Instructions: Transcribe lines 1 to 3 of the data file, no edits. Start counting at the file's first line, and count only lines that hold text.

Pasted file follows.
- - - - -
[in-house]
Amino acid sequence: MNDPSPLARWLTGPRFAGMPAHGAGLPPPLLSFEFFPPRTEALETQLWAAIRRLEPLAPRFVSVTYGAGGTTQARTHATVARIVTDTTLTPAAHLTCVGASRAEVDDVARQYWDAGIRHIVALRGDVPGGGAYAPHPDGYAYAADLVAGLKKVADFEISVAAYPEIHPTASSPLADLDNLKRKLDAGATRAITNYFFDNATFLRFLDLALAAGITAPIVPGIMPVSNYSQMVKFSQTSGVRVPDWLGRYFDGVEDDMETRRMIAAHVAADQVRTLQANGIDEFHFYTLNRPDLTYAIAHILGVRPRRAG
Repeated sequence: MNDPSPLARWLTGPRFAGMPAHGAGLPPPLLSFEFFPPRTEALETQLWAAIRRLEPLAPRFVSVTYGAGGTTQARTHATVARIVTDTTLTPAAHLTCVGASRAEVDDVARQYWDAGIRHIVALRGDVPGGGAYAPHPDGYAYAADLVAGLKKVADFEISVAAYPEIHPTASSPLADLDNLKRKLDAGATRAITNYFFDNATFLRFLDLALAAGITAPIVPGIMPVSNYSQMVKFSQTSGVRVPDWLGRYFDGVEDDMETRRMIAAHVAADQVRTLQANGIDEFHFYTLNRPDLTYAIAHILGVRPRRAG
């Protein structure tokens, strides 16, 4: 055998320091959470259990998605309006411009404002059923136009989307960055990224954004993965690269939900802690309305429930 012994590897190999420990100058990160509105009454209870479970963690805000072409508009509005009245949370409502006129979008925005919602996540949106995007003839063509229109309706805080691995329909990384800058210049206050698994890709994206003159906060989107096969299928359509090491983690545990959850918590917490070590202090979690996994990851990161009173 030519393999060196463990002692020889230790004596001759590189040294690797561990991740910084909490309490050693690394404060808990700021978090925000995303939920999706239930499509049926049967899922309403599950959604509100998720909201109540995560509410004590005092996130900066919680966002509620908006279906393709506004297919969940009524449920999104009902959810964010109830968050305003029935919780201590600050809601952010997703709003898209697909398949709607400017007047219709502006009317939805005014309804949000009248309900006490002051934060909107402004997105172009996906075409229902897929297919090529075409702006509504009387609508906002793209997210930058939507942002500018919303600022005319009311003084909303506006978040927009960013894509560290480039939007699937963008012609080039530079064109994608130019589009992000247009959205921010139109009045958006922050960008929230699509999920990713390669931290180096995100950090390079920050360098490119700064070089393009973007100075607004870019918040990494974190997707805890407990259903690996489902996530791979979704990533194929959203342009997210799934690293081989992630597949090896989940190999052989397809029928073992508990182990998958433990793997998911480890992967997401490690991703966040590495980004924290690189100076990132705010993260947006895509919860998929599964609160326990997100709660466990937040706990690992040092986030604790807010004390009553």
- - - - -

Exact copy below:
[in-house]
Amino acid sequence: MNDPSPLARWLTGPRFAGMPAHGAGLPPPLLSFEFFPPRTEALETQLWAAIRRLEPLAPRFVSVTYGAGGTTQARTHATVARIVTDTTLTPAAHLTCVGASRAEVDDVARQYWDAGIRHIVALRGDVPGGGAYAPHPDGYAYAADLVAGLKKVADFEISVAAYPEIHPTASSPLADLDNLKRKLDAGATRAITNYFFDNATFLRFLDLALAAGITAPIVPGIMPVSNYSQMVKFSQTSGVRVPDWLGRYFDGVEDDMETRRMIAAHVAADQVRTLQANGIDEFHFYTLNRPDLTYAIAHILGVRPRRAG
Repeated sequence: MNDPSPLARWLTGPRFAGMPAHGAGLPPPLLSFEFFPPRTEALETQLWAAIRRLEPLAPRFVSVTYGAGGTTQARTHATVARIVTDTTLTPAAHLTCVGASRAEVDDVARQYWDAGIRHIVALRGDVPGGGAYAPHPDGYAYAADLVAGLKKVADFEISVAAYPEIHPTASSPLADLDNLKRKLDAGATRAITNYFFDNATFLRFLDLALAAGITAPIVPGIMPVSNYSQMVKFSQTSGVRVPDWLGRYFDGVEDDMETRRMIAAHVAADQVRTLQANGIDEFHFYTLNRPDLTYAIAHILGVRPRRAG